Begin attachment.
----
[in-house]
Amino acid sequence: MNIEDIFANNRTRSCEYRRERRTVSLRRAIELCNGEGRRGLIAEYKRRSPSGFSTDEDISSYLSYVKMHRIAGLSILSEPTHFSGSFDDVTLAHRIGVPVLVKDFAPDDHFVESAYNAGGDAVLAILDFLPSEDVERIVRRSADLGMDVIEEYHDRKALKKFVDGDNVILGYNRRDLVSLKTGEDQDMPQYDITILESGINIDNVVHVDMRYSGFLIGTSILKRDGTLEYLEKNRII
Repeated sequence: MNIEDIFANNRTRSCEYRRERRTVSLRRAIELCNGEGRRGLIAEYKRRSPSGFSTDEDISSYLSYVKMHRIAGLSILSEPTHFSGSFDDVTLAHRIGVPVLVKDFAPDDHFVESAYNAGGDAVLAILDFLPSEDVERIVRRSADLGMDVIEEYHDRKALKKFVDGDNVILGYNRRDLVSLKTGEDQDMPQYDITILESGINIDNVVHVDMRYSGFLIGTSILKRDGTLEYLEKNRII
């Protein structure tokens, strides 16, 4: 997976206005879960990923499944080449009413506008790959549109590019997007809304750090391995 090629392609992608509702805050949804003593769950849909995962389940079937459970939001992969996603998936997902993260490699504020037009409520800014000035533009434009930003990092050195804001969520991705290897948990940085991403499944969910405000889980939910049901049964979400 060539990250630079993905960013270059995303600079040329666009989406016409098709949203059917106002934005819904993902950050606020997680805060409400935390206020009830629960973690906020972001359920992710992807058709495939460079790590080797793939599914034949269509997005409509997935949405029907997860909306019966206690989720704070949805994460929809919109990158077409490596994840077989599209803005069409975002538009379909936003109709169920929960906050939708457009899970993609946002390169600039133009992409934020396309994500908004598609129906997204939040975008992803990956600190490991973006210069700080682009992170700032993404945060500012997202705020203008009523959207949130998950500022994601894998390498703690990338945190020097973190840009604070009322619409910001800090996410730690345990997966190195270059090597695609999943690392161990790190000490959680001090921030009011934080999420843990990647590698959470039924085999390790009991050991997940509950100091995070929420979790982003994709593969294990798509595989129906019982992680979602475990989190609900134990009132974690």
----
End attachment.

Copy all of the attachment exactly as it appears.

[in-house]
Amino acid sequence: MNIEDIFANNRTRSCEYRRERRTVSLRRAIELCNGEGRRGLIAEYKRRSPSGFSTDEDISSYLSYVKMHRIAGLSILSEPTHFSGSFDDVTLAHRIGVPVLVKDFAPDDHFVESAYNAGGDAVLAILDFLPSEDVERIVRRSADLGMDVIEEYHDRKALKKFVDGDNVILGYNRRDLVSLKTGEDQDMPQYDITILESGINIDNVVHVDMRYSGFLIGTSILKRDGTLEYLEKNRII
Repeated sequence: MNIEDIFANNRTRSCEYRRERRTVSLRRAIELCNGEGRRGLIAEYKRRSPSGFSTDEDISSYLSYVKMHRIAGLSILSEPTHFSGSFDDVTLAHRIGVPVLVKDFAPDDHFVESAYNAGGDAVLAILDFLPSEDVERIVRRSADLGMDVIEEYHDRKALKKFVDGDNVILGYNRRDLVSLKTGEDQDMPQYDITILESGINIDNVVHVDMRYSGFLIGTSILKRDGTLEYLEKNRII
């Protein structure tokens, strides 16, 4: 997976206005879960990923499944080449009413506008790959549109590019997007809304750090391995 090629392609992608509702805050949804003593769950849909995962389940079937459970939001992969996603998936997902993260490699504020037009409520800014000035533009434009930003990092050195804001969520991705290897948990940085991403499944969910405000889980939910049901049964979400 060539990250630079993905960013270059995303600079040329666009989406016409098709949203059917106002934005819904993902950050606020997680805060409400935390206020009830629960973690906020972001359920992710992807058709495939460079790590080797793939599914034949269509997005409509997935949405029907997860909306019966206690989720704070949805994460929809919109990158077409490596994840077989599209803005069409975002538009379909936003109709169920929960906050939708457009899970993609946002390169600039133009992409934020396309994500908004598609129906997204939040975008992803990956600190490991973006210069700080682009992170700032993404945060500012997202705020203008009523959207949130998950500022994601894998390498703690990338945190020097973190840009604070009322619409910001800090996410730690345990997966190195270059090597695609999943690392161990790190000490959680001090921030009011934080999420843990990647590698959470039924085999390790009991050991997940509950100091995070929420979790982003994709593969294990798509595989129906019982992680979602475990989190609900134990009132974690």